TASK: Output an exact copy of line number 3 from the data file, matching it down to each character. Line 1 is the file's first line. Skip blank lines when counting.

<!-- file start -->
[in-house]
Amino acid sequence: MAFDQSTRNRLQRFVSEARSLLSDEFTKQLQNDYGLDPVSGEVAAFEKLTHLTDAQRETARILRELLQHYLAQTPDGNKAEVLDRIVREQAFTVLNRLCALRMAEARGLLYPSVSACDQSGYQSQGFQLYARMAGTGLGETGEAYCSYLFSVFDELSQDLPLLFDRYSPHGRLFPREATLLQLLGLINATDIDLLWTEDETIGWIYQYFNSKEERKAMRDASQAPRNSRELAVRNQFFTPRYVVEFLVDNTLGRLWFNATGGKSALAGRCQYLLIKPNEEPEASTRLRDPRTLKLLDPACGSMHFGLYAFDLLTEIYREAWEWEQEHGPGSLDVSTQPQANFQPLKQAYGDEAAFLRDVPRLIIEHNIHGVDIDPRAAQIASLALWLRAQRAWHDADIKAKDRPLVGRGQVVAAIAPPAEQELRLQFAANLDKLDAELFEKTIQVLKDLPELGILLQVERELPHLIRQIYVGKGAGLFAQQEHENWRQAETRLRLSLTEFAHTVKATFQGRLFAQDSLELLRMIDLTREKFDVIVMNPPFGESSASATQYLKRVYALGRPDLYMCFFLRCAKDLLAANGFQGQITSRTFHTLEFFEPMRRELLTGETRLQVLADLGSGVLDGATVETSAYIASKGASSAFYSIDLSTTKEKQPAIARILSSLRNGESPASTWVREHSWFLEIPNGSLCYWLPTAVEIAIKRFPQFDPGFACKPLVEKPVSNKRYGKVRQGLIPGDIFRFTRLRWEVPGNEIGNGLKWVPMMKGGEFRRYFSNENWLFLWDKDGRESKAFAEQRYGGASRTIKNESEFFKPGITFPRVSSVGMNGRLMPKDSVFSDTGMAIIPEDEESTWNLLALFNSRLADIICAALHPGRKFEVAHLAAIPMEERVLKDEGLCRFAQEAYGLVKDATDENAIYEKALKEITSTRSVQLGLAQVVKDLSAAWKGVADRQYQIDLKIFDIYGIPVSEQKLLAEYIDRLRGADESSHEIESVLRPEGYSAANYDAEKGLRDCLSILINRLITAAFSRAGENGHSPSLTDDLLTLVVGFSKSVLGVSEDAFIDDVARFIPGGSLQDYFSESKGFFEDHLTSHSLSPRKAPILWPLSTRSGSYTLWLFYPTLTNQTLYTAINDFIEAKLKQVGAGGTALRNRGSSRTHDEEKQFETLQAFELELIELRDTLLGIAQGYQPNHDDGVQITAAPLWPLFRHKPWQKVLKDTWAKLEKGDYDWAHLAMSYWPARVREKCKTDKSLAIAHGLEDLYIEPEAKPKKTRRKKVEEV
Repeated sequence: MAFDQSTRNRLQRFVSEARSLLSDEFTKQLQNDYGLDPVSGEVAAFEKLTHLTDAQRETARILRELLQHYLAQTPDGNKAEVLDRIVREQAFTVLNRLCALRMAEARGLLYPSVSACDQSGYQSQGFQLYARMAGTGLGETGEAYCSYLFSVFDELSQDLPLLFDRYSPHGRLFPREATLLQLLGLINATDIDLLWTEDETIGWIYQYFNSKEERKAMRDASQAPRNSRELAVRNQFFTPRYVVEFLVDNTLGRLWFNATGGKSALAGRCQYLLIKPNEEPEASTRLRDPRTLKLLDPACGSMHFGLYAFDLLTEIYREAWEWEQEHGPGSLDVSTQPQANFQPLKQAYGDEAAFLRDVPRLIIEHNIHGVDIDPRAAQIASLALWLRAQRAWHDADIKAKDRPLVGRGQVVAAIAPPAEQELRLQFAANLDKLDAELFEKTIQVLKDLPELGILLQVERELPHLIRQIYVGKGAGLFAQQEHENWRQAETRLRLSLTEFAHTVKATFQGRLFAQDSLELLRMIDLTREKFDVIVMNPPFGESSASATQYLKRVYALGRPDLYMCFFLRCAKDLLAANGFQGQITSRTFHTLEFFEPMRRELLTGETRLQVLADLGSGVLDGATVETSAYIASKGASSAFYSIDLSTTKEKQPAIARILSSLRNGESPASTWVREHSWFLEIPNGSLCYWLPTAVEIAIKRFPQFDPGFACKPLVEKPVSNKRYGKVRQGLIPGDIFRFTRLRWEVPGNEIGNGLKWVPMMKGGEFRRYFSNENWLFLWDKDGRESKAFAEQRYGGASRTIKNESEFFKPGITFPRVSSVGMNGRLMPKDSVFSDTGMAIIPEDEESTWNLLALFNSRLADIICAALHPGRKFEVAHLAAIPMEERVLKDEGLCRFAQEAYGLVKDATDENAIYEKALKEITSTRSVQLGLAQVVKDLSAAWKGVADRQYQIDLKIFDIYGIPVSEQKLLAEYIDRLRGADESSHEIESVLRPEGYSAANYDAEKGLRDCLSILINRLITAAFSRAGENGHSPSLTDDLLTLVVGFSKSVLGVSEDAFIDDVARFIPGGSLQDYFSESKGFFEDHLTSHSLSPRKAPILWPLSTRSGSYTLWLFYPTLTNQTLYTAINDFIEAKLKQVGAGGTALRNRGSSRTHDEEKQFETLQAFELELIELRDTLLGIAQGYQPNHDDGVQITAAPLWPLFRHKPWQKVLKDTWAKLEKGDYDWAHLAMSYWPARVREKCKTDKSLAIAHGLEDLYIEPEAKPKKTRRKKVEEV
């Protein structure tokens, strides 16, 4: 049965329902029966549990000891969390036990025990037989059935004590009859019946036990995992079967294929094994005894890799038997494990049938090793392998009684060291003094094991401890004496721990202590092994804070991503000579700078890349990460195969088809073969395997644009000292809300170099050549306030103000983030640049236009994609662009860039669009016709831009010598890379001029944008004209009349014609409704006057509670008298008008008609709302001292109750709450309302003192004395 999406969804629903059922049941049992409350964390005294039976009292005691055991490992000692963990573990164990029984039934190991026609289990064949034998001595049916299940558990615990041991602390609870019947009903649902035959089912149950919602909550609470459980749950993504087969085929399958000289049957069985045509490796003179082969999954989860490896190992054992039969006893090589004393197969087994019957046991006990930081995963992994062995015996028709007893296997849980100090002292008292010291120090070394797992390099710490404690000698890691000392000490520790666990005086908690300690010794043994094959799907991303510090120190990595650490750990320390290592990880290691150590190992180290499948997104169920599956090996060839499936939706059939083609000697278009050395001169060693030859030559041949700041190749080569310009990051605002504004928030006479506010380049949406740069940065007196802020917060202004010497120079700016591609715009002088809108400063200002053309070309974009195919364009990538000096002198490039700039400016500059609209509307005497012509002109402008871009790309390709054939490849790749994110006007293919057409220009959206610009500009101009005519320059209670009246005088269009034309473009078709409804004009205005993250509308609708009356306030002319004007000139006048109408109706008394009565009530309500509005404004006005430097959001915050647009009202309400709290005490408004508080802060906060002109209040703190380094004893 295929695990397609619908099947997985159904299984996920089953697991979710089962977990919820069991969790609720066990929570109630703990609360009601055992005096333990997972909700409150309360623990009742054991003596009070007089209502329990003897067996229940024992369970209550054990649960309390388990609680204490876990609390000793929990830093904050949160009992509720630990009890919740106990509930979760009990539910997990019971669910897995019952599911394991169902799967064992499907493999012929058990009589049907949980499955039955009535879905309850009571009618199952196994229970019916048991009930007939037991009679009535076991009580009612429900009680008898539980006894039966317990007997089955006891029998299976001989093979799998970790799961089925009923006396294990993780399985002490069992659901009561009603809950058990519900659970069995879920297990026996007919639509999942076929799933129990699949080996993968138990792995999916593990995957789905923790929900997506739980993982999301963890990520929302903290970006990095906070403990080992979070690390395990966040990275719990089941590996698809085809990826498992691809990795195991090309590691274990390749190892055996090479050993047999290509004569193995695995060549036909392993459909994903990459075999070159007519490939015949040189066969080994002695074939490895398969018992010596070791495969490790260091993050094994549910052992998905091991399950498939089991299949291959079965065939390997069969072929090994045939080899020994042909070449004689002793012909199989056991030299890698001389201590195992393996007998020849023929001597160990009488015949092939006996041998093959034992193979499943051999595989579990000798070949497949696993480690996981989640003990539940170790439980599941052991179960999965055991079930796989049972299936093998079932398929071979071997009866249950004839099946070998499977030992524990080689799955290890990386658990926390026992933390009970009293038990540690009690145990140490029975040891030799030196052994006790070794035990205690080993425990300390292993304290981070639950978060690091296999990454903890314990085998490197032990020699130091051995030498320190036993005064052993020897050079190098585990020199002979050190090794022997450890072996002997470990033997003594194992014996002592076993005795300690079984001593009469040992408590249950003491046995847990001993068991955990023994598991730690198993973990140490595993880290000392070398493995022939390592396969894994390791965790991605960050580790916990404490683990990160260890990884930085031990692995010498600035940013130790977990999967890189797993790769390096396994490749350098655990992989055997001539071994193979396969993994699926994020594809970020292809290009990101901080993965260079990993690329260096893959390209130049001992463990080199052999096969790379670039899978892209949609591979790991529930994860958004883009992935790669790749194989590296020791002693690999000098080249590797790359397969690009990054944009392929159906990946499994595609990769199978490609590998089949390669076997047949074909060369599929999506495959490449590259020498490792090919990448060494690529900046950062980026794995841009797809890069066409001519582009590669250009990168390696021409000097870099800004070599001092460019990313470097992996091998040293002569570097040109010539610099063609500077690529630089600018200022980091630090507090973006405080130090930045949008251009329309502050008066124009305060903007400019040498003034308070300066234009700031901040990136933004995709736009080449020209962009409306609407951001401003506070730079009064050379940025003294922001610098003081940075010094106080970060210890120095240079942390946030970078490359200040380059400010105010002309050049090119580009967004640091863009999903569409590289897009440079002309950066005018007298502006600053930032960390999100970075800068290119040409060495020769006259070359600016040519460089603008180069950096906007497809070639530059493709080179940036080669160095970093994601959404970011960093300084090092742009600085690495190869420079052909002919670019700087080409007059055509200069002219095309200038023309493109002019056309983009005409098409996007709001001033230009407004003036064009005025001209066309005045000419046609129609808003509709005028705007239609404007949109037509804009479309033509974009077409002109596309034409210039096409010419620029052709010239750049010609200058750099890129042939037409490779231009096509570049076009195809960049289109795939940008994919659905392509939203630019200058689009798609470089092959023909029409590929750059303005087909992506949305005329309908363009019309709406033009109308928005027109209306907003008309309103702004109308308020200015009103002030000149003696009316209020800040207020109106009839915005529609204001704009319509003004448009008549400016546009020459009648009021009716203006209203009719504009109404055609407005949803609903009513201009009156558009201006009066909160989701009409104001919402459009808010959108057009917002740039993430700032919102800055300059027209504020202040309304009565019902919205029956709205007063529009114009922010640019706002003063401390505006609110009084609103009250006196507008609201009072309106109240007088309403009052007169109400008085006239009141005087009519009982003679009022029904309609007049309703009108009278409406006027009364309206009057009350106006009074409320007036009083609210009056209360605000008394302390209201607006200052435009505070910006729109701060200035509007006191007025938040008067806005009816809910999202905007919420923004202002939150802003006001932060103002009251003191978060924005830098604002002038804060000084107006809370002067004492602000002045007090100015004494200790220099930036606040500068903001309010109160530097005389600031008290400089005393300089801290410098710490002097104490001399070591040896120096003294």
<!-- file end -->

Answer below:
Repeated sequence: MAFDQSTRNRLQRFVSEARSLLSDEFTKQLQNDYGLDPVSGEVAAFEKLTHLTDAQRETARILRELLQHYLAQTPDGNKAEVLDRIVREQAFTVLNRLCALRMAEARGLLYPSVSACDQSGYQSQGFQLYARMAGTGLGETGEAYCSYLFSVFDELSQDLPLLFDRYSPHGRLFPREATLLQLLGLINATDIDLLWTEDETIGWIYQYFNSKEERKAMRDASQAPRNSRELAVRNQFFTPRYVVEFLVDNTLGRLWFNATGGKSALAGRCQYLLIKPNEEPEASTRLRDPRTLKLLDPACGSMHFGLYAFDLLTEIYREAWEWEQEHGPGSLDVSTQPQANFQPLKQAYGDEAAFLRDVPRLIIEHNIHGVDIDPRAAQIASLALWLRAQRAWHDADIKAKDRPLVGRGQVVAAIAPPAEQELRLQFAANLDKLDAELFEKTIQVLKDLPELGILLQVERELPHLIRQIYVGKGAGLFAQQEHENWRQAETRLRLSLTEFAHTVKATFQGRLFAQDSLELLRMIDLTREKFDVIVMNPPFGESSASATQYLKRVYALGRPDLYMCFFLRCAKDLLAANGFQGQITSRTFHTLEFFEPMRRELLTGETRLQVLADLGSGVLDGATVETSAYIASKGASSAFYSIDLSTTKEKQPAIARILSSLRNGESPASTWVREHSWFLEIPNGSLCYWLPTAVEIAIKRFPQFDPGFACKPLVEKPVSNKRYGKVRQGLIPGDIFRFTRLRWEVPGNEIGNGLKWVPMMKGGEFRRYFSNENWLFLWDKDGRESKAFAEQRYGGASRTIKNESEFFKPGITFPRVSSVGMNGRLMPKDSVFSDTGMAIIPEDEESTWNLLALFNSRLADIICAALHPGRKFEVAHLAAIPMEERVLKDEGLCRFAQEAYGLVKDATDENAIYEKALKEITSTRSVQLGLAQVVKDLSAAWKGVADRQYQIDLKIFDIYGIPVSEQKLLAEYIDRLRGADESSHEIESVLRPEGYSAANYDAEKGLRDCLSILINRLITAAFSRAGENGHSPSLTDDLLTLVVGFSKSVLGVSEDAFIDDVARFIPGGSLQDYFSESKGFFEDHLTSHSLSPRKAPILWPLSTRSGSYTLWLFYPTLTNQTLYTAINDFIEAKLKQVGAGGTALRNRGSSRTHDEEKQFETLQAFELELIELRDTLLGIAQGYQPNHDDGVQITAAPLWPLFRHKPWQKVLKDTWAKLEKGDYDWAHLAMSYWPARVREKCKTDKSLAIAHGLEDLYIEPEAKPKKTRRKKVEEV